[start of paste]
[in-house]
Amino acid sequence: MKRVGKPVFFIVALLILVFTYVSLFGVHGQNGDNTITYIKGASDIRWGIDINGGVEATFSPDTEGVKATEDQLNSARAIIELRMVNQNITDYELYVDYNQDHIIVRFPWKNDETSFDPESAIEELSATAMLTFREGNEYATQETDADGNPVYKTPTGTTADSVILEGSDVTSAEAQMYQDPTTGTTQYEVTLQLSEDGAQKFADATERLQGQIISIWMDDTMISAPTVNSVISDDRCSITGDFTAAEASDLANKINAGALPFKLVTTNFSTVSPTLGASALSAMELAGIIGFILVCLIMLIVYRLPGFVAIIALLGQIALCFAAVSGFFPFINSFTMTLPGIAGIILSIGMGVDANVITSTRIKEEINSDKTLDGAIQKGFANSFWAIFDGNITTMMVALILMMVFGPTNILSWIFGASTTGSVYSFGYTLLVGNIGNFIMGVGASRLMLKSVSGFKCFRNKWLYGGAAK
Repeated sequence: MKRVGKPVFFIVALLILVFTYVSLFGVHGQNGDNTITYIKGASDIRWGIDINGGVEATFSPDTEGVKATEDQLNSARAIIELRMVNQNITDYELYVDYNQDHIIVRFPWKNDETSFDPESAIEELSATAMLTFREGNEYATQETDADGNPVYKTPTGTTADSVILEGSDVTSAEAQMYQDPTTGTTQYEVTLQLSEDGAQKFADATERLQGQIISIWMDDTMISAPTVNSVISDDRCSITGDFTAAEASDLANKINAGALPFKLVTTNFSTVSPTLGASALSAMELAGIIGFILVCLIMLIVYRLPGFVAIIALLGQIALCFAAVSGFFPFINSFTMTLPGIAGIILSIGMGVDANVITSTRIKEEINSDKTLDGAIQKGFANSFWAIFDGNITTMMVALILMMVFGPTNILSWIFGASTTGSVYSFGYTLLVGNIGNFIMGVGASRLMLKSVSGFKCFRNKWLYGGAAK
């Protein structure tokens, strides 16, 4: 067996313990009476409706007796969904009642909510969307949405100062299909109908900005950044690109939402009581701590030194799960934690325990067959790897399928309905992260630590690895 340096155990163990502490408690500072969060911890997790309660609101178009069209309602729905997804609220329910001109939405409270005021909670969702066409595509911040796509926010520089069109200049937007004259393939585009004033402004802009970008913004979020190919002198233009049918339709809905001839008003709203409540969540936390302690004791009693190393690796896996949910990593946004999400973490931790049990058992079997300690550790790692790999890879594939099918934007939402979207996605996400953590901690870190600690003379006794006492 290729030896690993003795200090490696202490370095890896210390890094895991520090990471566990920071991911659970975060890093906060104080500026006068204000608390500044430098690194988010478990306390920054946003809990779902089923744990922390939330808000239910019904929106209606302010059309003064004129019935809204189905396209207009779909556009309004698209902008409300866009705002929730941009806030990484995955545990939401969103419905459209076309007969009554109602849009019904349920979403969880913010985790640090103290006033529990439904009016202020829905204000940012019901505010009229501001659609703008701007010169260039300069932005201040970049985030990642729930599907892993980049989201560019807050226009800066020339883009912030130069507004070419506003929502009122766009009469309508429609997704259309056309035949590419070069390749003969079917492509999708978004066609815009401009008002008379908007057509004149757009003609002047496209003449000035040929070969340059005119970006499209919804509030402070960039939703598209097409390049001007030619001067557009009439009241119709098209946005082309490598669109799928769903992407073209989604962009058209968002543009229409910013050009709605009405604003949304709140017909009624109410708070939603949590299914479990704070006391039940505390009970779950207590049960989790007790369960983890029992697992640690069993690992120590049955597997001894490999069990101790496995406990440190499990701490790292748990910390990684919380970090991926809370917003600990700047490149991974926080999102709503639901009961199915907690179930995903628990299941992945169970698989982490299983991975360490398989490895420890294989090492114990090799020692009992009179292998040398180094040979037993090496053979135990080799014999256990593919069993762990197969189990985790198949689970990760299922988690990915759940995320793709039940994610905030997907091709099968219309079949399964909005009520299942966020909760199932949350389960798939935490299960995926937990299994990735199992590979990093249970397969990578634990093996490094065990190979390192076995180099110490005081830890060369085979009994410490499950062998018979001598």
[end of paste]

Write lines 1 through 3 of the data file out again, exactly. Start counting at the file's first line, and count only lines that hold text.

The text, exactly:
[in-house]
Amino acid sequence: MKRVGKPVFFIVALLILVFTYVSLFGVHGQNGDNTITYIKGASDIRWGIDINGGVEATFSPDTEGVKATEDQLNSARAIIELRMVNQNITDYELYVDYNQDHIIVRFPWKNDETSFDPESAIEELSATAMLTFREGNEYATQETDADGNPVYKTPTGTTADSVILEGSDVTSAEAQMYQDPTTGTTQYEVTLQLSEDGAQKFADATERLQGQIISIWMDDTMISAPTVNSVISDDRCSITGDFTAAEASDLANKINAGALPFKLVTTNFSTVSPTLGASALSAMELAGIIGFILVCLIMLIVYRLPGFVAIIALLGQIALCFAAVSGFFPFINSFTMTLPGIAGIILSIGMGVDANVITSTRIKEEINSDKTLDGAIQKGFANSFWAIFDGNITTMMVALILMMVFGPTNILSWIFGASTTGSVYSFGYTLLVGNIGNFIMGVGASRLMLKSVSGFKCFRNKWLYGGAAK
Repeated sequence: MKRVGKPVFFIVALLILVFTYVSLFGVHGQNGDNTITYIKGASDIRWGIDINGGVEATFSPDTEGVKATEDQLNSARAIIELRMVNQNITDYELYVDYNQDHIIVRFPWKNDETSFDPESAIEELSATAMLTFREGNEYATQETDADGNPVYKTPTGTTADSVILEGSDVTSAEAQMYQDPTTGTTQYEVTLQLSEDGAQKFADATERLQGQIISIWMDDTMISAPTVNSVISDDRCSITGDFTAAEASDLANKINAGALPFKLVTTNFSTVSPTLGASALSAMELAGIIGFILVCLIMLIVYRLPGFVAIIALLGQIALCFAAVSGFFPFINSFTMTLPGIAGIILSIGMGVDANVITSTRIKEEINSDKTLDGAIQKGFANSFWAIFDGNITTMMVALILMMVFGPTNILSWIFGASTTGSVYSFGYTLLVGNIGNFIMGVGASRLMLKSVSGFKCFRNKWLYGGAAK